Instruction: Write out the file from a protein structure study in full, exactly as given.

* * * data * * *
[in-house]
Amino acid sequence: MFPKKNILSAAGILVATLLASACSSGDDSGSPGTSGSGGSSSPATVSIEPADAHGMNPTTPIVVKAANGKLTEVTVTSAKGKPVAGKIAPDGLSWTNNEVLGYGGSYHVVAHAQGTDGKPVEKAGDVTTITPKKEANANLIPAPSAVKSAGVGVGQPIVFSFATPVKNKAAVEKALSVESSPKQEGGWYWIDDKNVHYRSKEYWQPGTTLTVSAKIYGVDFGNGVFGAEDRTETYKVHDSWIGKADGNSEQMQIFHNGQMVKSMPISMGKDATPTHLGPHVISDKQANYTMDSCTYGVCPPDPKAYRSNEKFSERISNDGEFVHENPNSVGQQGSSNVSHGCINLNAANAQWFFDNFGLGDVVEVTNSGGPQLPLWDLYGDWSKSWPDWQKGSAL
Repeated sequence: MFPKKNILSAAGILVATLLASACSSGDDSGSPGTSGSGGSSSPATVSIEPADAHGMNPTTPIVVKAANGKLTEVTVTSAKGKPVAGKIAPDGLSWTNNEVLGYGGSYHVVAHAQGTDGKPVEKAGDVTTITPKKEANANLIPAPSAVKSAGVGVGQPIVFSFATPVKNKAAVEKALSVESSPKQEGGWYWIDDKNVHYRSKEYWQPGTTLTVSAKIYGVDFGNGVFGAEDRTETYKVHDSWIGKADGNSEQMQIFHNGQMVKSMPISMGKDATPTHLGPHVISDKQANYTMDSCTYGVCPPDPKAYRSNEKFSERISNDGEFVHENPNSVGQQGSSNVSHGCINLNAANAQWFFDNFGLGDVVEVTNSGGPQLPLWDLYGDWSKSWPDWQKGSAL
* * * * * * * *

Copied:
[in-house]
Amino acid sequence: MFPKKNILSAAGILVATLLASACSSGDDSGSPGTSGSGGSSSPATVSIEPADAHGMNPTTPIVVKAANGKLTEVTVTSAKGKPVAGKIAPDGLSWTNNEVLGYGGSYHVVAHAQGTDGKPVEKAGDVTTITPKKEANANLIPAPSAVKSAGVGVGQPIVFSFATPVKNKAAVEKALSVESSPKQEGGWYWIDDKNVHYRSKEYWQPGTTLTVSAKIYGVDFGNGVFGAEDRTETYKVHDSWIGKADGNSEQMQIFHNGQMVKSMPISMGKDATPTHLGPHVISDKQANYTMDSCTYGVCPPDPKAYRSNEKFSERISNDGEFVHENPNSVGQQGSSNVSHGCINLNAANAQWFFDNFGLGDVVEVTNSGGPQLPLWDLYGDWSKSWPDWQKGSAL
Repeated sequence: MFPKKNILSAAGILVATLLASACSSGDDSGSPGTSGSGGSSSPATVSIEPADAHGMNPTTPIVVKAANGKLTEVTVTSAKGKPVAGKIAPDGLSWTNNEVLGYGGSYHVVAHAQGTDGKPVEKAGDVTTITPKKEANANLIPAPSAVKSAGVGVGQPIVFSFATPVKNKAAVEKALSVESSPKQEGGWYWIDDKNVHYRSKEYWQPGTTLTVSAKIYGVDFGNGVFGAEDRTETYKVHDSWIGKADGNSEQMQIFHNGQMVKSMPISMGKDATPTHLGPHVISDKQANYTMDSCTYGVCPPDPKAYRSNEKFSERISNDGEFVHENPNSVGQQGSSNVSHGCINLNAANAQWFFDNFGLGDVVEVTNSGGPQLPLWDLYGDWSKSWPDWQKGSAL